MUMBAI: Bombay high court has issued a notice to the attorney general and sought a reply from revenue authorities after an association of real estate developers challenged a new income tax provision that seeks to curb tax evasion due to "sales at values lower than the government's ready reckoner rates".
The income tax authorities say the new provision is aimed at curbing the huge cash flow in real estate deals. The order passed this week by a bench of Chief Justice Mohit Shah and Justice B P Colabawalla comes in response to a petition filed by the Maharashtra Chamber of Housing Industry (MCHI). The association has challenged the constitutional validity of Section 43CA and Section 56(2) inserted last April in the Income Tax Act. The HC, however, has not stayed the effect of the section, which the developers say appears to be unreasonable, excessive, regressive and discriminatory, against freedom of trade.
The amendment is for computing business income and includes income from transfer of land or building. It seeks to impose tax on income earned through sale of property, based on the ready reckoner rates or stamp duty value even if the sale was for a lower amount. Senior counsel Parimal Shroff, who represented ,MCHI, argued that there "could be various circumstances when land or building and flats would be sold at a value lower than the ready reckoner values".
He said such reasons fall in two categories. One would be factors that influence the market value of a property and the other includes "economic and business considerations". He cited 13 such circumstances where lower prices would be charged. It could be because developers want to dispose their excess inventory, strategize to penetrate the market, for restructuring purposes and in a business crisis.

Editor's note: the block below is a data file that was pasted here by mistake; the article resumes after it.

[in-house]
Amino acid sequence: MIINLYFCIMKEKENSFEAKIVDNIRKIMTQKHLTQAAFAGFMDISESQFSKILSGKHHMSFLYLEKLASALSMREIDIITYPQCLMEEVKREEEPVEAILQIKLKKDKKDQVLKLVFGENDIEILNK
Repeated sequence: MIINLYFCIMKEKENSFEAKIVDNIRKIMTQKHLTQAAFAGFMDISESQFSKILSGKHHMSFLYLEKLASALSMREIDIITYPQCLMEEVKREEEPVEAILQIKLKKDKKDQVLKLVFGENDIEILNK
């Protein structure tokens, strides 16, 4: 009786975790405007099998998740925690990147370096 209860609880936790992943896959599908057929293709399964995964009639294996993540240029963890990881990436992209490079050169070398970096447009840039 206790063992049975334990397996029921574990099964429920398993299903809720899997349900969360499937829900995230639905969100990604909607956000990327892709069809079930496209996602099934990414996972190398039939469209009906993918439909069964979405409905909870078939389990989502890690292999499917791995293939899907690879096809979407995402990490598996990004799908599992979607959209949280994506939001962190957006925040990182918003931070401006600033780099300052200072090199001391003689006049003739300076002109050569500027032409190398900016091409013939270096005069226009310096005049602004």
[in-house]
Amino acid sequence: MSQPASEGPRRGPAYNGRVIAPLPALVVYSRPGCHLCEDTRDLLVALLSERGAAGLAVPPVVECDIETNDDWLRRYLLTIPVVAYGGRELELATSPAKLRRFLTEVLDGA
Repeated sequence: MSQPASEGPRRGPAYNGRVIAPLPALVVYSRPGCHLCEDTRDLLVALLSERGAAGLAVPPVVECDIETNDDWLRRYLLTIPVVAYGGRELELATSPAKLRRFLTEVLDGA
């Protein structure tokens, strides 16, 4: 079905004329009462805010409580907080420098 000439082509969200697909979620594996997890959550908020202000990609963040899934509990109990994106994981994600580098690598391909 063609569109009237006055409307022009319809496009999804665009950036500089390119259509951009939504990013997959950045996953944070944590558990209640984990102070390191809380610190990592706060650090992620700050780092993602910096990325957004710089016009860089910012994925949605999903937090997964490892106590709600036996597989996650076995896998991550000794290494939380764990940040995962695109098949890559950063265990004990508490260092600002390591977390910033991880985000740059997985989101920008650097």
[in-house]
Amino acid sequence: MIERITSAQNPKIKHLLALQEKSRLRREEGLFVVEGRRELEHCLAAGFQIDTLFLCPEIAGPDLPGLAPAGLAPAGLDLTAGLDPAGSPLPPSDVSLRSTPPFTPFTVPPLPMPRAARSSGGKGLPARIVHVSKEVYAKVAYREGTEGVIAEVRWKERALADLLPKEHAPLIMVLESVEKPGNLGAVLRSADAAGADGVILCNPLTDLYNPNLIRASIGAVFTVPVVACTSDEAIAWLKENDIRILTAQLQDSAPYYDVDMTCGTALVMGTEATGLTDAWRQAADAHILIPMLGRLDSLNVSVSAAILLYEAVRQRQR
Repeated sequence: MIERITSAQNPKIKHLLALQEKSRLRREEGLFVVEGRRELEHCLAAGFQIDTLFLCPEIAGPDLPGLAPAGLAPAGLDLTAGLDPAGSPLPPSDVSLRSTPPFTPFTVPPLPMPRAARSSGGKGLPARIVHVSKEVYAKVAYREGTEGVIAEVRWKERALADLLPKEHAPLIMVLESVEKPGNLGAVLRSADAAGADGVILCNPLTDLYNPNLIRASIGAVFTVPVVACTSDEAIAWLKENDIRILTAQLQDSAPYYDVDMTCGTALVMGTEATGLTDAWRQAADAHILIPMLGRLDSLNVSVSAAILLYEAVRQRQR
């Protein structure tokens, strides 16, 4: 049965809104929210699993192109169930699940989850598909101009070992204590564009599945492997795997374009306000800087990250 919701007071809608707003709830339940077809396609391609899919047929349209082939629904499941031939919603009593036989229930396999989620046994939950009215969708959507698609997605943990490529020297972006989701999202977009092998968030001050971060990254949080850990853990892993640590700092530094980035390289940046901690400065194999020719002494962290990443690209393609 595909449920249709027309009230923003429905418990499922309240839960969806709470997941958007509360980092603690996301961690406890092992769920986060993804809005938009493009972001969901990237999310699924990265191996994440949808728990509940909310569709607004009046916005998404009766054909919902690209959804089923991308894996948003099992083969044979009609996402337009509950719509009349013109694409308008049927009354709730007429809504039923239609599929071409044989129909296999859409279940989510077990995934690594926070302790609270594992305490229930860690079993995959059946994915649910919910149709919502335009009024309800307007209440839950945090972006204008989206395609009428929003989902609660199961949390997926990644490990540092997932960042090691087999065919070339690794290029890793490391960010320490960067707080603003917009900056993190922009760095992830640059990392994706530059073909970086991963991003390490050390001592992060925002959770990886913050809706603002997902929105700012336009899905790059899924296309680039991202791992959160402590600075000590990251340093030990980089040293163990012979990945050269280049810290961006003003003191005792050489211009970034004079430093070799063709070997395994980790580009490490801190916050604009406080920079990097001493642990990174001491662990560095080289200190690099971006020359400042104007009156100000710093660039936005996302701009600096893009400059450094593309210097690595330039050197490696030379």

Shroff said, "The stock in trade has to be converted into money daily, since business, like government, do not run on guarantee or stock and unless there is a mechanism that determines real estate price everyday, instead of annually as is done at present, a builder has to strike a deal at the best price available that day."
Counsel Beni Chaterjee appearing for the I-T department submitted in court that the "law was amended to curb the huge flow of cash circulating in real estate deals. It is a reasonable amendment and its sole purpose to check cash component in property deals, especially for stock in trade of developers". An illustration of what the new provision does is when an owner sells a flat he bought for Rs 5 lakh at Rs 10 lakh after a few years, after factoring in the inflation rate, a tax would be liable on the difference provided Rs 10 lakh is based on the ready reckoner rate. If the RR value was Rs 12 lakh than the additional two lakh would be considered as taxable income too.